The Funky Law Office From Big Law

The Funky Law Office From Big Law

Being in a Big Law firm doesn’t mean you have to adopt any small-minded attitudes towards being a little of what the New York Times has described David M. Zornow’s desk and office as being – that is, “funky”.  In fact Mr Zornow, who is the global head of litigation at Skadden, Arps, Slate, Meagher & Flom in New York sayd people make fun of his desk.  But he likes it – clearly – and so he should.  It may look like an orange paint “explosion” but we have to agree with the NY Times, it truly is funky.

And funky is good.  There’s no reason, after all, that lawyers’ need to have offices that look like something that reflects darkness and all the rosewood seriousness that characterize so many lawyers’ offices.

Here’s what the NT Times say:

People do make fun of my desk. At some point I wanted a desk with a lighter, more modern look. I didn’t want the heaviness of most lawyer desks. My wife, my daughter and I came across this desk in SoHo. It was designed by Gaetano Pesce. It looks like someone spilled orange paint onto a platform. It took some convincing for me to agree to buy it. At heart, I am very conservative. But my wife and daughter are convincing, and orange is the new black.


One of the disadvantages of my desk is that it has no drawers. But I have drawers in the credenza behind my desk for all of my files. Of course, I never open those files. In today’s world, you look in old emails, not in files.

Free to be fun

No one here would seek to control how I decorate my office. We work very hard, long hours. So you ought to be in an environment that is comfortable and fun and reflective of your personality. Although this is a Wall Street law firm and I am a conservative person, the office is where I let a little funkiness through.

Catnaps allowed

I have a couch in my office where I will take a nap. You know, every now and then, when you are burning the candle at both ends as we do around here, a 15-minute rest in the afternoon can be quite refreshing. I lock my door and hit the couch.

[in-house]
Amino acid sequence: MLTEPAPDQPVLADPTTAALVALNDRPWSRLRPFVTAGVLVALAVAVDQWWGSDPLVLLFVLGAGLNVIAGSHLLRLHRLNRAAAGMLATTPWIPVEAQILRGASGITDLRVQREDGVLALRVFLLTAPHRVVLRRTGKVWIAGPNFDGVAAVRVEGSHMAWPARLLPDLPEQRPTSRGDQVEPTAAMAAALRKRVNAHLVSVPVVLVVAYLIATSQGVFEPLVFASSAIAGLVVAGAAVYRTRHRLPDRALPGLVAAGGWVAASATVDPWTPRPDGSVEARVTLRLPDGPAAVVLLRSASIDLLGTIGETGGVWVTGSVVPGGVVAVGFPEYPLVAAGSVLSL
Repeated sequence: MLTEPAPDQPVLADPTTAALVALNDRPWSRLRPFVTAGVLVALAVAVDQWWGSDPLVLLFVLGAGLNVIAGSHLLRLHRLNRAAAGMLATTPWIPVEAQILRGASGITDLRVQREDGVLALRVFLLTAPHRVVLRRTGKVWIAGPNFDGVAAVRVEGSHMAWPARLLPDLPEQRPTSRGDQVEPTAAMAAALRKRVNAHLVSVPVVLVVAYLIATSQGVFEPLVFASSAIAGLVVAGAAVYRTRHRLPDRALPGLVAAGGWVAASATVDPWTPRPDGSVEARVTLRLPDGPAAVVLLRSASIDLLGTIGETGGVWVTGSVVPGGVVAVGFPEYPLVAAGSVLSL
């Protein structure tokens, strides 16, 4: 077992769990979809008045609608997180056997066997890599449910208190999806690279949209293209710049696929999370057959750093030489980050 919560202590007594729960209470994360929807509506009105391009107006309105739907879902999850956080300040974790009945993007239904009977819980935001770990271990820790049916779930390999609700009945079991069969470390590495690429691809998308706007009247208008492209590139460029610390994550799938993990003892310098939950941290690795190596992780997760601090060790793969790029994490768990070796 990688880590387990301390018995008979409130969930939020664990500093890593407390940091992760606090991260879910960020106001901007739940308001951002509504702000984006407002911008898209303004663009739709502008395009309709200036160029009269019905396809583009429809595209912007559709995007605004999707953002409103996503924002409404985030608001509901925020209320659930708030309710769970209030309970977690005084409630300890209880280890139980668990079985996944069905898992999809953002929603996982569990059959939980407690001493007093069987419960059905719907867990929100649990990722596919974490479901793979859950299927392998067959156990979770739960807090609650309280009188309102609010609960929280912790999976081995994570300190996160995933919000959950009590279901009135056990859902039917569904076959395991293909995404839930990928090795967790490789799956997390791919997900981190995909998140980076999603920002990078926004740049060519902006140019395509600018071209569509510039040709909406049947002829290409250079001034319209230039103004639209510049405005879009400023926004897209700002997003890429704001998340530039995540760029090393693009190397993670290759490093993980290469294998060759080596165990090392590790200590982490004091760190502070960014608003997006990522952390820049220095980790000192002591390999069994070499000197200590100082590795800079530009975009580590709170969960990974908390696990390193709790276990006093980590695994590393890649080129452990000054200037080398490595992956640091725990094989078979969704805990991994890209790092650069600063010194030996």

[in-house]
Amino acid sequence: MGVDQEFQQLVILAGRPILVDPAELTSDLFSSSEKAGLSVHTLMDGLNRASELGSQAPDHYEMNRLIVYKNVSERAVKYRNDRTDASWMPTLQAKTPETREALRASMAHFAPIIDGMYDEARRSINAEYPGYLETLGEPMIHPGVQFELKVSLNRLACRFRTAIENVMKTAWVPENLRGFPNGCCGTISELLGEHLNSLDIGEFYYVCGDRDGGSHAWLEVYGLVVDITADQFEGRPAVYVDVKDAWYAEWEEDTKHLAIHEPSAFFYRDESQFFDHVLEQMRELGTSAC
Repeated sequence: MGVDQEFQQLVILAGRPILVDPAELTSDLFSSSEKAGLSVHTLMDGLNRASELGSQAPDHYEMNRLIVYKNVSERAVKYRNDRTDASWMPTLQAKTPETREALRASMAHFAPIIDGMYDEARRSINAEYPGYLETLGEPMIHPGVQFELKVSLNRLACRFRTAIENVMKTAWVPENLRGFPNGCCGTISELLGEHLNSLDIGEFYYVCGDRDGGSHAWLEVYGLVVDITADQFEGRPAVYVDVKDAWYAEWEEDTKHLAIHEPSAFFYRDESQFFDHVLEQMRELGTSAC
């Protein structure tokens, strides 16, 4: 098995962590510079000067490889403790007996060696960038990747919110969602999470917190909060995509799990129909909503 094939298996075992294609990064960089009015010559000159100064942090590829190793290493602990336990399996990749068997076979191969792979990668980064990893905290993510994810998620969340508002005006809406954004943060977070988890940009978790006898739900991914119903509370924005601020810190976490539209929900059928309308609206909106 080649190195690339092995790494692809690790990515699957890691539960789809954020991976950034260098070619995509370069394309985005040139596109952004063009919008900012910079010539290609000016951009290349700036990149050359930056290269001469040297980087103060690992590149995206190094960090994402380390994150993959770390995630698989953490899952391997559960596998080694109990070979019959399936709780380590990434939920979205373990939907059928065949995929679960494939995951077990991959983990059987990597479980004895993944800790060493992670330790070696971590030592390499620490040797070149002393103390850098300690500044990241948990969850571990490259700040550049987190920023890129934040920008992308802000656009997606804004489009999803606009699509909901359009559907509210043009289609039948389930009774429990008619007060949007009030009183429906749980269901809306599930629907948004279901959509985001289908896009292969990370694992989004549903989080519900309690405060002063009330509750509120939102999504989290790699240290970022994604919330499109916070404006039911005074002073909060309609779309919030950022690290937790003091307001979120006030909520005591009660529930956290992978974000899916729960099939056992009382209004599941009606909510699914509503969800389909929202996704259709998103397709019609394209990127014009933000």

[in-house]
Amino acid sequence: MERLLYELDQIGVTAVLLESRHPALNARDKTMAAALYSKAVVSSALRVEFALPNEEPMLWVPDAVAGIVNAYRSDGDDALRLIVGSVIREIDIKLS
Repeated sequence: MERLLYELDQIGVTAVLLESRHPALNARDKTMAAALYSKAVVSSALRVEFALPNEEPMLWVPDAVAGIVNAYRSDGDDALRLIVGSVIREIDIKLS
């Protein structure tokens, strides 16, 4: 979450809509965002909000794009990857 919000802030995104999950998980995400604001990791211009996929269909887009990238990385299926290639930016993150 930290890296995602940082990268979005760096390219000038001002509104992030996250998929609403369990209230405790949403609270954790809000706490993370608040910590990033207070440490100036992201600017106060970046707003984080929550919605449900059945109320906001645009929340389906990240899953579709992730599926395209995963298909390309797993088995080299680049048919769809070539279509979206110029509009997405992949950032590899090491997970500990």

The Bob Dylan shrine

Each partner around here has his or her own conference room. I keep the Dylan shrine in my conference room. Wherever I go, if I see a photo, a poster or a magazine, I’ll buy it. I have so much that I actually have a second Dylan shrine in my house.

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Marilynn K. Yee/The New York Times

Plaque policy

I am not a plaque person. I own them but do not display them. Nor do I have a single diploma displayed in my office.

Only award displayed

While a United States attorney, I received the Director’s Award from the Justice Department. I was involved in the 1986 Parking Violations Bureau corruption trial that resulted in the conviction of Stanley Friedman, then the Bronx Democratic leader. Rudy Giuliani, another colleague and I tried the case. I keep that one up. That was a big case for me.

Family photo

During jury deliberations for the Stanley Friedman trial, someone took a photo of Rudy Giuliani wheeling his son in a stroller. I was carrying my son next to them. They were both toddlers. It ran in the newspaper.


Kid collection

I have a painting that my wife made of my son Ethan; I have a painting that my daughter Hannah made; and I have fliers for my son Sam, who travels the world as DJ Shiftee and does electronic dance music.

Face time

I live outside the city and get in early so that I can be working out at the gym at 7. I arrive at the office around 8:30 and I could be here until 8:30 p.m. You can also do a lot of work from home these days, but in a law firm I think it is important for people to be in the office together. A lot of the creativity we try to achieve is accomplished by kicking around ideas face to face.

Lunch is not optional

I worked one summer at Kutsher’s Hotel in the Catskills in the borscht belt, and someone defined life there as “killing time between meals.” I always say, “You gotta eat.” I do not miss lunch.

We have a conference floor where there is food, but I will often go to the Brooklyn Diner or Bond 45. I go to those two so often that I actually have a plaque with my name on it at each one.

Northern light

I used to be on what is generally considered to be the better side of the building, but I moved here for the northern light, which is softer. Also, in this room you have a corner where glass meets glass, so you have the feeling of being in a treehouse.

NY Times

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